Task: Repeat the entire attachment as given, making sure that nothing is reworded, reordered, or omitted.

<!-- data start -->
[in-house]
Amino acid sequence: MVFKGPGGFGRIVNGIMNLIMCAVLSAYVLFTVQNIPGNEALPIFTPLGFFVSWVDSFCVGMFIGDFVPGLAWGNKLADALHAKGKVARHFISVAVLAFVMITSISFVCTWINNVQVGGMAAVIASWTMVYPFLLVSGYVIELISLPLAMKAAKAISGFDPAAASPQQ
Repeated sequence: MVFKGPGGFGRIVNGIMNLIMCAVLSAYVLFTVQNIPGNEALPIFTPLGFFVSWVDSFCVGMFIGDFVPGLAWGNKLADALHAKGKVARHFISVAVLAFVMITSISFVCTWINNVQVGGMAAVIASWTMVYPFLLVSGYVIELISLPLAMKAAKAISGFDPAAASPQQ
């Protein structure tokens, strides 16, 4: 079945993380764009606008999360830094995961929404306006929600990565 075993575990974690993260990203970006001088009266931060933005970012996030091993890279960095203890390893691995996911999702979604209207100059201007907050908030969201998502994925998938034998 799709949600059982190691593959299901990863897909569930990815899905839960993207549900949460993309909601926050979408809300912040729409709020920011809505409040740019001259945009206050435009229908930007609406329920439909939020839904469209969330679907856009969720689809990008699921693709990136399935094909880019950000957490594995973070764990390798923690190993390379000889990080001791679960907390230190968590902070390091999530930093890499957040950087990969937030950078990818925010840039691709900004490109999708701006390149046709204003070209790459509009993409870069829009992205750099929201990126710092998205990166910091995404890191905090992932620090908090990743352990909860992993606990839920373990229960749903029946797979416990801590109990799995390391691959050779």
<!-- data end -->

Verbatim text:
[in-house]
Amino acid sequence: MVFKGPGGFGRIVNGIMNLIMCAVLSAYVLFTVQNIPGNEALPIFTPLGFFVSWVDSFCVGMFIGDFVPGLAWGNKLADALHAKGKVARHFISVAVLAFVMITSISFVCTWINNVQVGGMAAVIASWTMVYPFLLVSGYVIELISLPLAMKAAKAISGFDPAAASPQQ
Repeated sequence: MVFKGPGGFGRIVNGIMNLIMCAVLSAYVLFTVQNIPGNEALPIFTPLGFFVSWVDSFCVGMFIGDFVPGLAWGNKLADALHAKGKVARHFISVAVLAFVMITSISFVCTWINNVQVGGMAAVIASWTMVYPFLLVSGYVIELISLPLAMKAAKAISGFDPAAASPQQ
């Protein structure tokens, strides 16, 4: 079945993380764009606008999360830094995961929404306006929600990565 075993575990974690993260990203970006001088009266931060933005970012996030091993890279960095203890390893691995996911999702979604209207100059201007907050908030969201998502994925998938034998 799709949600059982190691593959299901990863897909569930990815899905839960993207549900949460993309909601926050979408809300912040729409709020920011809505409040740019001259945009206050435009229908930007609406329920439909939020839904469209969330679907856009969720689809990008699921693709990136399935094909880019950000957490594995973070764990390798923690190993390379000889990080001791679960907390230190968590902070390091999530930093890499957040950087990969937030950078990818925010840039691709900004490109999708701006390149046709204003070209790459509009993409870069829009992205750099929201990126710092998205990166910091995404890191905090992932620090908090990743352990909860992993606990839920373990229960749903029946797979416990801590109990799995390391691959050779």